Interesting. I think I land naturally on my heels, but I have been trying to vary this and just be more conscious of how I am landing. Where I live is quite hilly, so I have started trying to lad more towards the front of the foot when I am running up a hill....will be interetsed to hear more about everyones experiences

Sports-iqsilver Sarah M answered Comment

You need to be a member of Tribesports to comment.

Join or sign in

0

Laura just to say that heel striking should not be considered natural gait, heel striking came in play when we as human beings went into shoes that the running industry designed for us, shoes that encouraged heel striking and lazy biomechanics. If you try walking barefoot (completely barefoot) hitting on your heels you will notice that it hurts a lot and you would instinctively switch into walking on your forefoot. I do agree though that if you are trying to change your gait you should do it very slowly, re learn the movements and re map them into your brain. I personally think that vFF s are not anymore the best barefoot transition minimalist shoe...

Nikos G answered Comment

You need to be a member of Tribesports to comment.

Join or sign in

0

Mid foot, although I always thought I was a bit abnormal for doing that and thought it was something to do with having a high arch.  Glad to know it's normal though, sometimes I fell like I'm 'plodding' quite heavily.

Sports-iqsilver Katherine F answered Comment

You need to be a member of Tribesports to comment.

Join or sign in

0

Heel/midfoot. I leave forefoot for sprinting and better runners :) 

Sports-iqsilver Petr P answered Comment

You need to be a member of Tribesports to comment.

Join or sign in

0

Heel strike for me:) I tried for 8 weeks late last year to convert to a forefoot strike following POSE and I basically got slower, fustrated and injured so I went back to heel striking. I even had couching, video anaylsis but I run far better heel striking.

Heel striking is not as bad as everyone makes out, depending on where you foot lands, how heavy you land etc. it is not the devil that everyone makes it out to be.

Everyone is different, we do not have the same genitics so we can't all run the same. If it isn't broke, don't fix it :)

Sports-iqbronze Darren L answered Comment

You need to be a member of Tribesports to comment.

Join or sign in

0

Mid foot as it's best for me absorbing the impact. That's what I have found anyway.

Karen M answered Comment

You need to be a member of Tribesports to comment.

Join or sign in

0

Mid- to forefoot. Most of what I've read/am reading says that's the most natural position. Ultimately it's about you and your comfort and your objectives. One size foes not fit all.

Sports-iqgold Peter M answered Comment

You need to be a member of Tribesports to comment.

Join or sign in

0

This is a great topic - and I have to say I agree with Peter M's comment that "ultimately it's about you and your comfort and your objectives. One size foes not fit all."    I am an under-pronator  - so I usually land mid to outer-forefoot and then roll in and lift off.  Understanding your personal pronation type is crucial to analyzing your running pattern, as well as choosing the proper running shoes.   On another note - I usually "change-up" my running method to vary my intensity and monotony... so for longer runs, I will run my normal style, then change to forefoot/toes, then smaller stride but faster...etc... It works for me. :)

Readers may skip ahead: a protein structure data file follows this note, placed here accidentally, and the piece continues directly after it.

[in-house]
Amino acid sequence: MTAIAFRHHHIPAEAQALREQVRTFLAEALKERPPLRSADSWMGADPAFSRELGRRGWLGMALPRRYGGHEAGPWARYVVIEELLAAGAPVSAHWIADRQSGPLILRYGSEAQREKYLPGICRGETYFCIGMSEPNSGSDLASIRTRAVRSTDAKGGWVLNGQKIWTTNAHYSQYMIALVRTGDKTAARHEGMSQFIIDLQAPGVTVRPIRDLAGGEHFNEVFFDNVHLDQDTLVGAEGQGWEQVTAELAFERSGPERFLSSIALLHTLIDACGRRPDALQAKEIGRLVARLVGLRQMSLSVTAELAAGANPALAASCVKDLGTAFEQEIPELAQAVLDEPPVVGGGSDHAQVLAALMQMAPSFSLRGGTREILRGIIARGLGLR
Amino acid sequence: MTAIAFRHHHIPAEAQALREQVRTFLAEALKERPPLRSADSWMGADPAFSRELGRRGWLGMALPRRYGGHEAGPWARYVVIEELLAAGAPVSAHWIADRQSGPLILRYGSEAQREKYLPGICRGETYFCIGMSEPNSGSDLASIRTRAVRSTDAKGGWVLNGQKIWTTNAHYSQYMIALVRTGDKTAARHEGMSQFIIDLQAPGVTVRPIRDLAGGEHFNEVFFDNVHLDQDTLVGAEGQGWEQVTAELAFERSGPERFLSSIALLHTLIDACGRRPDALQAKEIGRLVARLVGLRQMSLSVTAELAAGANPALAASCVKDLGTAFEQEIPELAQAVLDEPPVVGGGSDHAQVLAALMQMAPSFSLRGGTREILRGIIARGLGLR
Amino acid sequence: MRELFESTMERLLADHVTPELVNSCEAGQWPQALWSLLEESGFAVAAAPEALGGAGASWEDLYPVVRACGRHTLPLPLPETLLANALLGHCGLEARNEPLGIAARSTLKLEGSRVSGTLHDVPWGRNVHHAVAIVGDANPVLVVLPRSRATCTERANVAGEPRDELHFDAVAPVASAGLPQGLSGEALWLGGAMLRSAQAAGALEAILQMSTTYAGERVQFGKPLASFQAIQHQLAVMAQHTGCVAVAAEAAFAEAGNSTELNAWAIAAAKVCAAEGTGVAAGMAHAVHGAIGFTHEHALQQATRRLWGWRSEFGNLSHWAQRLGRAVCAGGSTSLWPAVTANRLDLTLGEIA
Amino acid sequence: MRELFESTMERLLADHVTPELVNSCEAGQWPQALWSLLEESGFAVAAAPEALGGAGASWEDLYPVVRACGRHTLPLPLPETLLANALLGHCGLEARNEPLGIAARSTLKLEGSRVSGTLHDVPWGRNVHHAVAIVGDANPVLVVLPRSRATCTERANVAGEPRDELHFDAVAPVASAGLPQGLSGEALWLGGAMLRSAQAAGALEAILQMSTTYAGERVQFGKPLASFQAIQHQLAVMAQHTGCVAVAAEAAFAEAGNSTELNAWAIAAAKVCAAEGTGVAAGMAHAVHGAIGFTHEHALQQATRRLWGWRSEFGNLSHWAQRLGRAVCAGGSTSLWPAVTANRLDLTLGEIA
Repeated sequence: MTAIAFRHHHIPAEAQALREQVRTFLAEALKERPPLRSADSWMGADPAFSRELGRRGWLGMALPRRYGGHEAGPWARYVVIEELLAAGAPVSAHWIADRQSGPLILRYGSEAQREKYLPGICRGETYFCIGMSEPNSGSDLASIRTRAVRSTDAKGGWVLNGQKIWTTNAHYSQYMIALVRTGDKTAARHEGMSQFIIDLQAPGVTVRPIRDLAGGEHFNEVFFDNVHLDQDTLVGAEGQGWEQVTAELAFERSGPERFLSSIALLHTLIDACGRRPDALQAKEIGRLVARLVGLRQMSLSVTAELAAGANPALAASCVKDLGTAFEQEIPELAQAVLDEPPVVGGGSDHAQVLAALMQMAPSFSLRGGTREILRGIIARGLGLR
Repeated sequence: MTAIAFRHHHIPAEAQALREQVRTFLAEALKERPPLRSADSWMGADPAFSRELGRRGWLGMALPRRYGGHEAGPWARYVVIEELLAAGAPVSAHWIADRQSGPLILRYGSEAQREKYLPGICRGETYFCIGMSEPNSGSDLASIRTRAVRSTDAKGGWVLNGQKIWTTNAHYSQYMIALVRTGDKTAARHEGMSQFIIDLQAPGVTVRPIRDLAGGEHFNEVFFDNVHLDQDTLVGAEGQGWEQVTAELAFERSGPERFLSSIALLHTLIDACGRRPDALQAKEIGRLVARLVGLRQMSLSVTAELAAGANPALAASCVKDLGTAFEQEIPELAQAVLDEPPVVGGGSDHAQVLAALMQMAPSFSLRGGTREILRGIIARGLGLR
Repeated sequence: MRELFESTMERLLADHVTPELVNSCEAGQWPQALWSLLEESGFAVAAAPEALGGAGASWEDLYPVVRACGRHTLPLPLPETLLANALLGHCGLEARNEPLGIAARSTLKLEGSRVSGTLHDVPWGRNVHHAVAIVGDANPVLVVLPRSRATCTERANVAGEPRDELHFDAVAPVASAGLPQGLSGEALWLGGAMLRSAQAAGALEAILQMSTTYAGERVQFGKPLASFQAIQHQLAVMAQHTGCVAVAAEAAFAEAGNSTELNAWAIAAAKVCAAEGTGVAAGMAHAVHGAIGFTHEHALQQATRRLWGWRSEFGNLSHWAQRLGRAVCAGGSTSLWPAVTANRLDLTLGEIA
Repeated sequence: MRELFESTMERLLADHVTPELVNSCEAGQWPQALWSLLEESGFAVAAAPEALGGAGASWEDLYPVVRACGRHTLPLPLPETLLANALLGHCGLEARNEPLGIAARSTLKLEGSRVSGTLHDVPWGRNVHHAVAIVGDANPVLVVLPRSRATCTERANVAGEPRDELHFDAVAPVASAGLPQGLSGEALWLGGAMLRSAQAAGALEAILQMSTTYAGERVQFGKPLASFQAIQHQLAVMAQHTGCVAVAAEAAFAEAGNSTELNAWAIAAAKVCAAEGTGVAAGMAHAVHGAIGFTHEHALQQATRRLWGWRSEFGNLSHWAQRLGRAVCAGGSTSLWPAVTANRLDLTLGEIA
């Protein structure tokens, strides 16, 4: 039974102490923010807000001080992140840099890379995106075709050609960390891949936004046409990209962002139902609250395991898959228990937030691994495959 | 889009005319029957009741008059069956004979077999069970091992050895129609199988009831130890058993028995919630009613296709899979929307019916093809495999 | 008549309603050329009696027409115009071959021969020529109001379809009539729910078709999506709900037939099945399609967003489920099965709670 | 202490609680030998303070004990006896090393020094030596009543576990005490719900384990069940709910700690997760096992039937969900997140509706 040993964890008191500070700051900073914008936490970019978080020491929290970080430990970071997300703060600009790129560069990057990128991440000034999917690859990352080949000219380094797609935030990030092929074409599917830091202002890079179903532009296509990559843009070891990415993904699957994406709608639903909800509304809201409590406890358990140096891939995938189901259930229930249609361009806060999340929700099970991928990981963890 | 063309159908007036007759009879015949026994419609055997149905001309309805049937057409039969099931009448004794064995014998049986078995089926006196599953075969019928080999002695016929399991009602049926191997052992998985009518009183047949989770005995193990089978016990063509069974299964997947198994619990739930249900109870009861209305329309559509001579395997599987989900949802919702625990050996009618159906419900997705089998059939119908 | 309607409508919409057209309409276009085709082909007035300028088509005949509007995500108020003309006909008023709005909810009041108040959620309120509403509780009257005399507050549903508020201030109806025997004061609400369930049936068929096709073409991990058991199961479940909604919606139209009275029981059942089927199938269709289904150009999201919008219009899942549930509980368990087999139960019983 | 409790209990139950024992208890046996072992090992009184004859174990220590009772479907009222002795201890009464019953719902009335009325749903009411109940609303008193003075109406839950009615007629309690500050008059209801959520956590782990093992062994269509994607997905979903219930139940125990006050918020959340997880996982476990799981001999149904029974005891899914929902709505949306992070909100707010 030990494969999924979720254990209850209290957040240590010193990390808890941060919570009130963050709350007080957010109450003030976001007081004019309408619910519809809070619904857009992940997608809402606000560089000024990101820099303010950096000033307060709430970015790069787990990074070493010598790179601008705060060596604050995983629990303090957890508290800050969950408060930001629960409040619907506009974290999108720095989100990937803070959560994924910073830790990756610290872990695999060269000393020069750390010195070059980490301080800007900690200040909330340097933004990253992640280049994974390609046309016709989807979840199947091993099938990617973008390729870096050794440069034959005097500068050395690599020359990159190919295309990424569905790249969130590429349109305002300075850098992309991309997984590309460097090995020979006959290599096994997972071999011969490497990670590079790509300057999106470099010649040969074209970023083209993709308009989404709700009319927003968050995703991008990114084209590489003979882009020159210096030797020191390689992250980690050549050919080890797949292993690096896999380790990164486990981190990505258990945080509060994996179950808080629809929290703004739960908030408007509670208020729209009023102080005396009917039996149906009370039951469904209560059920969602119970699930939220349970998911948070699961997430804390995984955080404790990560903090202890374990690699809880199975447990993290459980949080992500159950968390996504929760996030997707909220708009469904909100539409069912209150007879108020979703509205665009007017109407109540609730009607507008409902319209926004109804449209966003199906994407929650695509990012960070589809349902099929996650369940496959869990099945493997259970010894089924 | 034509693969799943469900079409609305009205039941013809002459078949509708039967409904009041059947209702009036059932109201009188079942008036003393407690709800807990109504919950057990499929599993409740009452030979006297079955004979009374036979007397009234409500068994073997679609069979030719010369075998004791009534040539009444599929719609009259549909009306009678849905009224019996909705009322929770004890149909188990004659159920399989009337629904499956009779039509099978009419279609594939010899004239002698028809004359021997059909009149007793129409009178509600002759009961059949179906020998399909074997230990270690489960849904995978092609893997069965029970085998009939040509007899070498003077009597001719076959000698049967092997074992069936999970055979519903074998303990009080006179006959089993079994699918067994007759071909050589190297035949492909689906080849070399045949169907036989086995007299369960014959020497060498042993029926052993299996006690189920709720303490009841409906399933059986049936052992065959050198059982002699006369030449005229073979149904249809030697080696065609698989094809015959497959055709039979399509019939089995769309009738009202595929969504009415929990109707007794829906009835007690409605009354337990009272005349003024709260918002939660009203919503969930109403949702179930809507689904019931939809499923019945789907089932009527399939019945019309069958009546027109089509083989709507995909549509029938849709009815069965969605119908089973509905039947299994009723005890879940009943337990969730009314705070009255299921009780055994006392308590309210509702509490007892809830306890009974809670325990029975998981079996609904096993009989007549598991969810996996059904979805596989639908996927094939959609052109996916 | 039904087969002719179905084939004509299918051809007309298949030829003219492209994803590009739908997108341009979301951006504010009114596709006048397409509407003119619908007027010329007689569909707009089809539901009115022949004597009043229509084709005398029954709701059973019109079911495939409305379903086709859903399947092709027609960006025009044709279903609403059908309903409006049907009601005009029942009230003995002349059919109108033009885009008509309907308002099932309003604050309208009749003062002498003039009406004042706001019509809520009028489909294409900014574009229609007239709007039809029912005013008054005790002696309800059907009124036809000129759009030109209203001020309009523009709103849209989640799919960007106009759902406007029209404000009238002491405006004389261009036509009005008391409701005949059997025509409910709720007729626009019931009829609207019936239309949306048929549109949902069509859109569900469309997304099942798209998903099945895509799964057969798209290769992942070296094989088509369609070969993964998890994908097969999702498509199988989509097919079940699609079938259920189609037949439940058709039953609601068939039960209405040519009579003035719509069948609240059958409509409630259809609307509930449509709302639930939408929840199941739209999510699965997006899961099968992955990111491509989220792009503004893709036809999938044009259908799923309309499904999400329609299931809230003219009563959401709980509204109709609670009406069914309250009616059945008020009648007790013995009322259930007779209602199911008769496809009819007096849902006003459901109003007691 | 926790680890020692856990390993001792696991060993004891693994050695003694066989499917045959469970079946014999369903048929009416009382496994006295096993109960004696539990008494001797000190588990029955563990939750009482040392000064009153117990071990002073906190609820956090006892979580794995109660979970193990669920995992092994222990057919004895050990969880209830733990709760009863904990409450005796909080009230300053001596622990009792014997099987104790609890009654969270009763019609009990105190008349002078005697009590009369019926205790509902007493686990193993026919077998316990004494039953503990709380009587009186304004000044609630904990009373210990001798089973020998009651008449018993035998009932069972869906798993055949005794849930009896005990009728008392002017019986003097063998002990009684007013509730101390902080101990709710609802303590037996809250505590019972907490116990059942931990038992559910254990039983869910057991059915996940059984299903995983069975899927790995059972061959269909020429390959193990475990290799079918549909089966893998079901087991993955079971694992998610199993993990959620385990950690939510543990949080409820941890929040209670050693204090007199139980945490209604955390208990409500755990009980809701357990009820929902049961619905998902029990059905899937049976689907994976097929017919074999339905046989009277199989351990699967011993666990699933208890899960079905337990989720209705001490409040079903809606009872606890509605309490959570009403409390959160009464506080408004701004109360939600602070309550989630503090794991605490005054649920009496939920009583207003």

Eric B answered Comment

You need to be a member of Tribesports to comment.

Join or sign in

0

Always been a heel striker ( and over pronator)..probably due in part by being encouraged, as a junior at a running club, to take long strides with high knee lift and an inbuilt aversion to running down hill at more than a snails pace! Over the years the stride has shortened naturally but a few years ago I picked up nasty achilles injuries to both achilles as a result of too much karate training. Karate was kicked into touch but the problem still continued and it was only regular sports therapy that kept me running..until I was given a book called ChiRunning by Danny Dreyer. This book adapts the principles of Tai Chi to running technique, including mid-foot strike, a slight lean forward (from the ankles NOT the hips) and a shorter stride with higher revolutions. There is obviously a lot more to it than that and adapting your running style should be a gradual process but 2 years down the line I am now a mid foot striker with strong achilles and my overall running has improved. I still over pronate but I can buy shoes for that! I am now making the transition to minimalist running, The mid-foot strike is now as natural as breathing and the shoes are so light I feel as if I am running on air.

Helen W answered Comment

You need to be a member of Tribesports to comment.

Join or sign in

-1

I guess this would depend on how fast we are running.... 

mmm when I run fast on my treadmill I run w no shoes on (just comfortable socks) and 

I always end up with the heel strike.... But when I go jogging with my brother out on the road, middle foot but I just seem to not be able to do the forefoot landing... Just doesn't feel right. Specially when going up or downhill lol

Sports-iqbronze Annie R answered Comment

You need to be a member of Tribesports to comment.

Join or sign in

-1

You need to be a member of Tribesports to answer this question.

Join or sign in

Related questions

Loading